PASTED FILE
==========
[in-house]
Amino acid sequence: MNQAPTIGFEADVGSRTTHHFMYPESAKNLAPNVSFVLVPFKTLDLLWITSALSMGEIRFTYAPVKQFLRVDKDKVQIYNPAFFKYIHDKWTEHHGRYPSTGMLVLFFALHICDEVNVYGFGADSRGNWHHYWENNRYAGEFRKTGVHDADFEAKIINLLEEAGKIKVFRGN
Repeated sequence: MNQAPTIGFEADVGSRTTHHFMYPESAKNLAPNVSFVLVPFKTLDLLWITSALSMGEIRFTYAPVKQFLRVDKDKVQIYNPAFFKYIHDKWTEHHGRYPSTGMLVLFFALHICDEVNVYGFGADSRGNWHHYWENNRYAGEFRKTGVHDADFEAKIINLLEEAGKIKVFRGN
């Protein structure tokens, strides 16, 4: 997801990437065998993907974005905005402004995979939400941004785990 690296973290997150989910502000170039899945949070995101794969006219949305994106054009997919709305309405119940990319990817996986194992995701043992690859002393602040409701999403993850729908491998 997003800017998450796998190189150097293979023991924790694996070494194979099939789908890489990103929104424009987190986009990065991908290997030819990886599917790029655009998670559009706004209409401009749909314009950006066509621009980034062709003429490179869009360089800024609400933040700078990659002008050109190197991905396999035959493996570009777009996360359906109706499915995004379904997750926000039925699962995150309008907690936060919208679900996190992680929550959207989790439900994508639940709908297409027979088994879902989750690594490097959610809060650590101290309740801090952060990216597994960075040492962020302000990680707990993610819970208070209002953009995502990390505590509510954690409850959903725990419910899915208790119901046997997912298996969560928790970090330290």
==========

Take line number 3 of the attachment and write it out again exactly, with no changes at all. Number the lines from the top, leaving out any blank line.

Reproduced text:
Repeated sequence: MNQAPTIGFEADVGSRTTHHFMYPESAKNLAPNVSFVLVPFKTLDLLWITSALSMGEIRFTYAPVKQFLRVDKDKVQIYNPAFFKYIHDKWTEHHGRYPSTGMLVLFFALHICDEVNVYGFGADSRGNWHHYWENNRYAGEFRKTGVHDADFEAKIINLLEEAGKIKVFRGN